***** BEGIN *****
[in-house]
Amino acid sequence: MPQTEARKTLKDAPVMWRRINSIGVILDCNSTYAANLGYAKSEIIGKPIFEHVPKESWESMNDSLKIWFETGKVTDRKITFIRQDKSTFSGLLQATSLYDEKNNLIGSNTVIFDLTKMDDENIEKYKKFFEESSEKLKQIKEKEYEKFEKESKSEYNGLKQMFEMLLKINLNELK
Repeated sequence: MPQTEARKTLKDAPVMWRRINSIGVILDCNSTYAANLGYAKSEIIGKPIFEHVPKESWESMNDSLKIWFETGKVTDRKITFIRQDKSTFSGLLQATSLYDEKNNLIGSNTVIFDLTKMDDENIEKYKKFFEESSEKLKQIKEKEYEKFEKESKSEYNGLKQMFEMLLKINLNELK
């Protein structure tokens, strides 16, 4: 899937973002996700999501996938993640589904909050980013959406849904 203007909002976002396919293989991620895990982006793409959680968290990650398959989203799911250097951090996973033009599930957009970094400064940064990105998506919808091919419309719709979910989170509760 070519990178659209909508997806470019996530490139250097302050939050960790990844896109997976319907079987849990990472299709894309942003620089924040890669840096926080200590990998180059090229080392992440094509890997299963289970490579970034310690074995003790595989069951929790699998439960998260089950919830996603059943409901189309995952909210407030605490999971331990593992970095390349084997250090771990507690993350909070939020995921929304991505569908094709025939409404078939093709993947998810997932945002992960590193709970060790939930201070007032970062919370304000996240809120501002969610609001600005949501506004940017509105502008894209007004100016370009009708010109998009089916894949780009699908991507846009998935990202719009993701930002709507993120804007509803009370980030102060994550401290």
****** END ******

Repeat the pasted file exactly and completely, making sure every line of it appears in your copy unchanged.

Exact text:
[in-house]
Amino acid sequence: MPQTEARKTLKDAPVMWRRINSIGVILDCNSTYAANLGYAKSEIIGKPIFEHVPKESWESMNDSLKIWFETGKVTDRKITFIRQDKSTFSGLLQATSLYDEKNNLIGSNTVIFDLTKMDDENIEKYKKFFEESSEKLKQIKEKEYEKFEKESKSEYNGLKQMFEMLLKINLNELK
Repeated sequence: MPQTEARKTLKDAPVMWRRINSIGVILDCNSTYAANLGYAKSEIIGKPIFEHVPKESWESMNDSLKIWFETGKVTDRKITFIRQDKSTFSGLLQATSLYDEKNNLIGSNTVIFDLTKMDDENIEKYKKFFEESSEKLKQIKEKEYEKFEKESKSEYNGLKQMFEMLLKINLNELK
């Protein structure tokens, strides 16, 4: 899937973002996700999501996938993640589904909050980013959406849904 203007909002976002396919293989991620895990982006793409959680968290990650398959989203799911250097951090996973033009599930957009970094400064940064990105998506919808091919419309719709979910989170509760 070519990178659209909508997806470019996530490139250097302050939050960790990844896109997976319907079987849990990472299709894309942003620089924040890669840096926080200590990998180059090229080392992440094509890997299963289970490579970034310690074995003790595989069951929790699998439960998260089950919830996603059943409901189309995952909210407030605490999971331990593992970095390349084997250090771990507690993350909070939020995921929304991505569908094709025939409404078939093709993947998810997932945002992960590193709970060790939930201070007032970062919370304000996240809120501002969610609001600005949501506004940017509105502008894209007004100016370009009708010109998009089916894949780009699908991507846009998935990202719009993701930002709507993120804007509803009370980030102060994550401290």